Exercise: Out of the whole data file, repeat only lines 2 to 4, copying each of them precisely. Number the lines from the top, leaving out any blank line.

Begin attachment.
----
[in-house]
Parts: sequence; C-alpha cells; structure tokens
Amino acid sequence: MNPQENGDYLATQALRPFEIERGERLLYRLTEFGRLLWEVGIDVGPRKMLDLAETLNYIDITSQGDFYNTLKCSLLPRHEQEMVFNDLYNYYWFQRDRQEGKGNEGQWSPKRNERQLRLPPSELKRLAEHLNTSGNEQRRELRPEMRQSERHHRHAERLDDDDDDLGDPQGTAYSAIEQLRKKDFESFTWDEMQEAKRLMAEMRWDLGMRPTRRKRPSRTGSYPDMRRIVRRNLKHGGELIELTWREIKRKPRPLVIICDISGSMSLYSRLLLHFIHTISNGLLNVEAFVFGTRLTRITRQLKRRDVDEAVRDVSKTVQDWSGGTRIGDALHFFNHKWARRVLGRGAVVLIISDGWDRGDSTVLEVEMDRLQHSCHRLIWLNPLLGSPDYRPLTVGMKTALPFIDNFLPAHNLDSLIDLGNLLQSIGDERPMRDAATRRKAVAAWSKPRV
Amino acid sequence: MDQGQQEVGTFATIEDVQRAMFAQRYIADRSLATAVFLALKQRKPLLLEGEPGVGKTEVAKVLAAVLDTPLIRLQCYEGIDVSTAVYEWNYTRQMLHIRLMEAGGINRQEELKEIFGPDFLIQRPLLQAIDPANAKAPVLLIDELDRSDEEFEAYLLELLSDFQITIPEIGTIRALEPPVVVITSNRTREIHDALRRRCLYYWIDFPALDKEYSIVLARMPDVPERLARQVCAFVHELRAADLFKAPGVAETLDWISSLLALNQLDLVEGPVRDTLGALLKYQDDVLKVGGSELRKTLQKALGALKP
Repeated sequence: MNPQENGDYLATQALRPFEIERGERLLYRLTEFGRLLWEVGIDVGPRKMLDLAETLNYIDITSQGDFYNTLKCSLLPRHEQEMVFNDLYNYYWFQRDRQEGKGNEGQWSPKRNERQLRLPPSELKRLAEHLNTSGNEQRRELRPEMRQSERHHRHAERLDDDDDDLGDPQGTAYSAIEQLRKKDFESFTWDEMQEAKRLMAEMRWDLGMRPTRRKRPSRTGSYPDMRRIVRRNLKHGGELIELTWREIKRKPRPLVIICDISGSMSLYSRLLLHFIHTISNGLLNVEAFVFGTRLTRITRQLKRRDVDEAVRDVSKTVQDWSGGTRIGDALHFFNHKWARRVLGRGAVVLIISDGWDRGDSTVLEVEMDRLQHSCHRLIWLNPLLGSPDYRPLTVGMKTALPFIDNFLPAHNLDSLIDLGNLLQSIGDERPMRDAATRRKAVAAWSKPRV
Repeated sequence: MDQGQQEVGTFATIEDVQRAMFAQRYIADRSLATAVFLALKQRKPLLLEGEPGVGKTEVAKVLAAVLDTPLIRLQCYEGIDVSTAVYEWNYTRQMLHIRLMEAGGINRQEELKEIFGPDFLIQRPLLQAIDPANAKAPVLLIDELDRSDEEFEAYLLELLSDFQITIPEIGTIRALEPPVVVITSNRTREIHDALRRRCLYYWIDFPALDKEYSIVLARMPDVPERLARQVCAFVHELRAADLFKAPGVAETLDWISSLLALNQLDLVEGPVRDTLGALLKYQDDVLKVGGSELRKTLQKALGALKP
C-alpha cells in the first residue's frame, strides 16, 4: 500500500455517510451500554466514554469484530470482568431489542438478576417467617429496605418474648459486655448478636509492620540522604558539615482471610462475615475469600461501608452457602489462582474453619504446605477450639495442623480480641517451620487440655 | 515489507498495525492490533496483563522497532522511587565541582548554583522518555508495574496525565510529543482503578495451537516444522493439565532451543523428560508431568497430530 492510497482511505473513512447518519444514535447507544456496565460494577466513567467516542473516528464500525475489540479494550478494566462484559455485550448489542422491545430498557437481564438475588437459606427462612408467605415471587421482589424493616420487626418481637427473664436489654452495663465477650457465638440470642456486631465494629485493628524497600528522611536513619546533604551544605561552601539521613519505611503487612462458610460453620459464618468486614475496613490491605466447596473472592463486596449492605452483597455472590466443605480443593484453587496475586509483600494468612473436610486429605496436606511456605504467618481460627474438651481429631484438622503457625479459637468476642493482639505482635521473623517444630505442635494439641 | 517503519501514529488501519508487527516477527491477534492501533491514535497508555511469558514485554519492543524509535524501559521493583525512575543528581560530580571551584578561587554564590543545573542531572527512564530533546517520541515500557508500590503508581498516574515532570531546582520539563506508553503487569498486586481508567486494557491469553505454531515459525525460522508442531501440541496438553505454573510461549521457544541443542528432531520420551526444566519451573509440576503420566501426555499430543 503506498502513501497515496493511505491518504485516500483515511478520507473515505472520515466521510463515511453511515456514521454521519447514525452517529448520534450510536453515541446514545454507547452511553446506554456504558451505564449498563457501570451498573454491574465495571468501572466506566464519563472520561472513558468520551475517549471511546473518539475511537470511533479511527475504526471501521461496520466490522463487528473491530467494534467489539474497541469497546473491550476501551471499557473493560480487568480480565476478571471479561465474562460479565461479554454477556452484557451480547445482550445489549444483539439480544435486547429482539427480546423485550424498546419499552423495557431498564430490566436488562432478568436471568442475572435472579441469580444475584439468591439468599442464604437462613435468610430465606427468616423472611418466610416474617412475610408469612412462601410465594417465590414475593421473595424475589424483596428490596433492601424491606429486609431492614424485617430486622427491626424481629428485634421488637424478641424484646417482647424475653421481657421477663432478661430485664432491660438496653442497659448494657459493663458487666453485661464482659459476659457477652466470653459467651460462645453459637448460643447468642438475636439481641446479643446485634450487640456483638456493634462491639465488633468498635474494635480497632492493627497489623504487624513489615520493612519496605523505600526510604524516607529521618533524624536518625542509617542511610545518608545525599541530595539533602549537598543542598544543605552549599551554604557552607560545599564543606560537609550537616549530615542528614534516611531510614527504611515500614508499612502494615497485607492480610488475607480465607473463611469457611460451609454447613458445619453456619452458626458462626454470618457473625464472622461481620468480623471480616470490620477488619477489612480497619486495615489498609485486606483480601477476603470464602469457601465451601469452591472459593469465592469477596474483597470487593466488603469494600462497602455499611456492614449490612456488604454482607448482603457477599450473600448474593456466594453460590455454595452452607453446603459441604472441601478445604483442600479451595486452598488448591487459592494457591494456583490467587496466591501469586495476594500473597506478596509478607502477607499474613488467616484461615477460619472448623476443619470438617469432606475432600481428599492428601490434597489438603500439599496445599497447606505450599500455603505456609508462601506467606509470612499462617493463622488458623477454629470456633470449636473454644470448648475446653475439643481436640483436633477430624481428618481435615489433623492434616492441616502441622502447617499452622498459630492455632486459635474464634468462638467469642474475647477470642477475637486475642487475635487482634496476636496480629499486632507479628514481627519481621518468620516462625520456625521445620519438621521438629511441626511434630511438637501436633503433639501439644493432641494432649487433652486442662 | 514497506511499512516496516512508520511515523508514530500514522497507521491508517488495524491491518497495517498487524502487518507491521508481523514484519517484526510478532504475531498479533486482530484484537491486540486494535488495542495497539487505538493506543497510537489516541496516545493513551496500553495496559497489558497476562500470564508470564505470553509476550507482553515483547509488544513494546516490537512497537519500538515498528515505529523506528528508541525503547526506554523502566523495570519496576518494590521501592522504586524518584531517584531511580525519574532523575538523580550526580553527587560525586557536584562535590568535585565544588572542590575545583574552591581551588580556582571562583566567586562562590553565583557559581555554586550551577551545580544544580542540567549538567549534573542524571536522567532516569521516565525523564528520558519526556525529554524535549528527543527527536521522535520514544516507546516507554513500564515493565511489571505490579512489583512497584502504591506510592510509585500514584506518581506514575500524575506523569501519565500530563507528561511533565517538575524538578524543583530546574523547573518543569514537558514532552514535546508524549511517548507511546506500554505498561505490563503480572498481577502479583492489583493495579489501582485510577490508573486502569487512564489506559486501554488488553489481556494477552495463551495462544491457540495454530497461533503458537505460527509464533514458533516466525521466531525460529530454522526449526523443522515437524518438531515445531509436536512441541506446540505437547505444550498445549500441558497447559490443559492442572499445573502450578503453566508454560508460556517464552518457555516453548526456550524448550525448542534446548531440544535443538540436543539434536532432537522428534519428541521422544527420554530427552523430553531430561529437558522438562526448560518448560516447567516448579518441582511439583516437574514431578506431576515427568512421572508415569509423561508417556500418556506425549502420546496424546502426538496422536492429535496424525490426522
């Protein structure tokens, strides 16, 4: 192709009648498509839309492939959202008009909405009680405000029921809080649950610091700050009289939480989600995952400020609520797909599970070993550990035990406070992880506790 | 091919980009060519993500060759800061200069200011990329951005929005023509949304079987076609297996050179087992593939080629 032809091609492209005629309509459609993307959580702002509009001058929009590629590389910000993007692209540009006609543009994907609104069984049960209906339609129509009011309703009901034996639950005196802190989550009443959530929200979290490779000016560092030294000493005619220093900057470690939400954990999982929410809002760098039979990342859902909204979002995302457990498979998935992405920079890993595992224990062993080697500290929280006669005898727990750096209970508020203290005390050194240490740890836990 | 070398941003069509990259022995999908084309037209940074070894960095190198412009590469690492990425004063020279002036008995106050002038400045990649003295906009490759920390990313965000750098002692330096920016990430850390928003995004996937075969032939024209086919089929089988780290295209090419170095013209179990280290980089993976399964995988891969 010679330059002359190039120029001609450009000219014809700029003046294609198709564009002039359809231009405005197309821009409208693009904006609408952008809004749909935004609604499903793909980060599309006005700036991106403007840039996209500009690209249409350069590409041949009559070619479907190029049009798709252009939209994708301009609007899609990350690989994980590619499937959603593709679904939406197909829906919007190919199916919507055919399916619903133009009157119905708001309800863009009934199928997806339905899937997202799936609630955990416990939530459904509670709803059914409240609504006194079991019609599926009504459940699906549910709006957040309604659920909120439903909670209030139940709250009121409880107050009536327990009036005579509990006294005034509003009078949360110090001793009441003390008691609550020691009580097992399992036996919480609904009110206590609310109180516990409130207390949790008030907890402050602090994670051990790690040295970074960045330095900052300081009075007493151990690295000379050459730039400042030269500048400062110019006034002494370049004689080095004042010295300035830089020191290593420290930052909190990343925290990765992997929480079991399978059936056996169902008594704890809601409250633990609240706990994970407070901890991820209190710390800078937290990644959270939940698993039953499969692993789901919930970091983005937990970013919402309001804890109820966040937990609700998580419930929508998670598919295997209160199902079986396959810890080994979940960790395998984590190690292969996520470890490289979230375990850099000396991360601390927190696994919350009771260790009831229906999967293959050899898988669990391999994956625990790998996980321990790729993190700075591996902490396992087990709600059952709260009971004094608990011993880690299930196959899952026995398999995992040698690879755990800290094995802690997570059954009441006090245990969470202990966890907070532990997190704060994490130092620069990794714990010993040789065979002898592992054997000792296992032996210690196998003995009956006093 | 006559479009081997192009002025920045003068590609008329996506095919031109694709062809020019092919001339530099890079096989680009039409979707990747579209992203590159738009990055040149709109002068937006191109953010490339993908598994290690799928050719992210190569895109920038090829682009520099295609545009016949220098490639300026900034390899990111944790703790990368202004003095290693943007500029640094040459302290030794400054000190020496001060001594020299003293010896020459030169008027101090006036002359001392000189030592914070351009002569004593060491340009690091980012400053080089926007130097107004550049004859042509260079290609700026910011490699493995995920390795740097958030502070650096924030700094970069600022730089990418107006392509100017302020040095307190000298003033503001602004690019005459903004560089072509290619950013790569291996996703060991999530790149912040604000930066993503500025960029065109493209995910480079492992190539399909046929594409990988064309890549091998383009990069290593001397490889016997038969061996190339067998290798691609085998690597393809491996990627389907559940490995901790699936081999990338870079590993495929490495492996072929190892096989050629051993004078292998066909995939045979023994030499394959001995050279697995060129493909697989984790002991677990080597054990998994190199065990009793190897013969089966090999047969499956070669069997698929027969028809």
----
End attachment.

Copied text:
Parts: sequence; C-alpha cells; structure tokens
Amino acid sequence: MNPQENGDYLATQALRPFEIERGERLLYRLTEFGRLLWEVGIDVGPRKMLDLAETLNYIDITSQGDFYNTLKCSLLPRHEQEMVFNDLYNYYWFQRDRQEGKGNEGQWSPKRNERQLRLPPSELKRLAEHLNTSGNEQRRELRPEMRQSERHHRHAERLDDDDDDLGDPQGTAYSAIEQLRKKDFESFTWDEMQEAKRLMAEMRWDLGMRPTRRKRPSRTGSYPDMRRIVRRNLKHGGELIELTWREIKRKPRPLVIICDISGSMSLYSRLLLHFIHTISNGLLNVEAFVFGTRLTRITRQLKRRDVDEAVRDVSKTVQDWSGGTRIGDALHFFNHKWARRVLGRGAVVLIISDGWDRGDSTVLEVEMDRLQHSCHRLIWLNPLLGSPDYRPLTVGMKTALPFIDNFLPAHNLDSLIDLGNLLQSIGDERPMRDAATRRKAVAAWSKPRV
Amino acid sequence: MDQGQQEVGTFATIEDVQRAMFAQRYIADRSLATAVFLALKQRKPLLLEGEPGVGKTEVAKVLAAVLDTPLIRLQCYEGIDVSTAVYEWNYTRQMLHIRLMEAGGINRQEELKEIFGPDFLIQRPLLQAIDPANAKAPVLLIDELDRSDEEFEAYLLELLSDFQITIPEIGTIRALEPPVVVITSNRTREIHDALRRRCLYYWIDFPALDKEYSIVLARMPDVPERLARQVCAFVHELRAADLFKAPGVAETLDWISSLLALNQLDLVEGPVRDTLGALLKYQDDVLKVGGSELRKTLQKALGALKP